An encoder is a device that measures position, and in some configurations, can also measure direction. Rotary encoders measure rotation of a shaft, while linear encoders measure distance traveled. For both types of encoder, the position measurement can be either incremental or absolute. An incremental encoder measures change in position, but does not keep track of actual position. When power is interrupted, incremental encoders lose their position reference and must start over via a re-homing sequence to a reference point. Absolute encoders, on the other hand, keep track of absolute position, whether rotation of a shaft or linear travel, by assigning a unique digital value to each position. So even if power is lost, an absolute encoder will know the exact position of the shaft or the linear drive.
Incremental encoders work by producing a specific number of equally spaced pulses per revolution (PPR) or per distance (PPM—pulses per millimeter, or PPI—pulses per inch). When one set of pulses, or output channel, is used, the encoder can determine position only. But most incremental encoders use quadrature output, which consists of two channels, typically referred to as channel A and channel B, that are out of phase by 90 degrees. Quadrature output allows the encoder to also sense direction, by determining which channel is leading and which is following. Some incremental encoders also produce a third channel with a single pulse, commonly referred to as channel Z or channel I. This channel serves as the index or reference position for homing.
With quadrature output, three types of encoding can be used: X1, X2, or X4. The difference between these encoding types is simply which edges of which channel are counted during movement, but their influence on encoder resolution is significant.
With X1 encoding, either the rising (aka leading) or the falling (aka following) edge of channel A is counted. If channel A leads channel B, the rising edge is counted, and the movement is forward, or clockwise. Conversely, if channel B leads channel A, the falling edge is counted, and the movement is backwards, or counterclockwise.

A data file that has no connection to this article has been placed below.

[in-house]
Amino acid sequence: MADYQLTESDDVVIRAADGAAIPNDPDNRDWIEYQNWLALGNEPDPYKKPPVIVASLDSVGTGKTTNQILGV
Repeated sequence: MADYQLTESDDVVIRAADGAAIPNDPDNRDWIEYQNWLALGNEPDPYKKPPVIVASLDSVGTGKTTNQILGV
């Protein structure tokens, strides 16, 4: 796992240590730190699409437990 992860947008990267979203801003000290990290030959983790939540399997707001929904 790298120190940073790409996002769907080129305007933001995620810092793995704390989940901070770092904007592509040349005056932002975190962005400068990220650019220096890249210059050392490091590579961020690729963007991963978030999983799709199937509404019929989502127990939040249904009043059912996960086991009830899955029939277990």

When X2 encoding is used, both the rising and falling edges of channel A are counted. This doubles the number of pulses that are counted for each rotation or linear distance, which in turn doubles the encoder’s resolution.
X4 encoding goes one step further, to count both the rising and falling edges of both channels A and B, which quadruples the number of pulses and increases resolution by four times.
For rotary encoders, position is calculated by dividing the number of edges counted by the product of the number of pulses per revolution and the encoding type described above (1, 2, or 4), and then multiplying the result by 360 in order to get degrees of motion.
x = type of encoding (X1, X2, or X4)
N = number of pulses generated per shaft revolution
For linear encoders, position is calculated by dividing the number of edges counted by the product of the number pulses per revolution and the encoding type. This result is then multiplied by the inverse of the pulses per millimeter (or per inch).
PPM = pulses per millimeter
PPI = pulses per inch
Incremental encoders are a relatively simple and inexpensive feedback option for applications where re-homing after a power loss is not detrimental to the process. And with quadrature output, incremental encoders can achieve high resolution, even at high speeds.
Featured image credit: National Instruments Corporation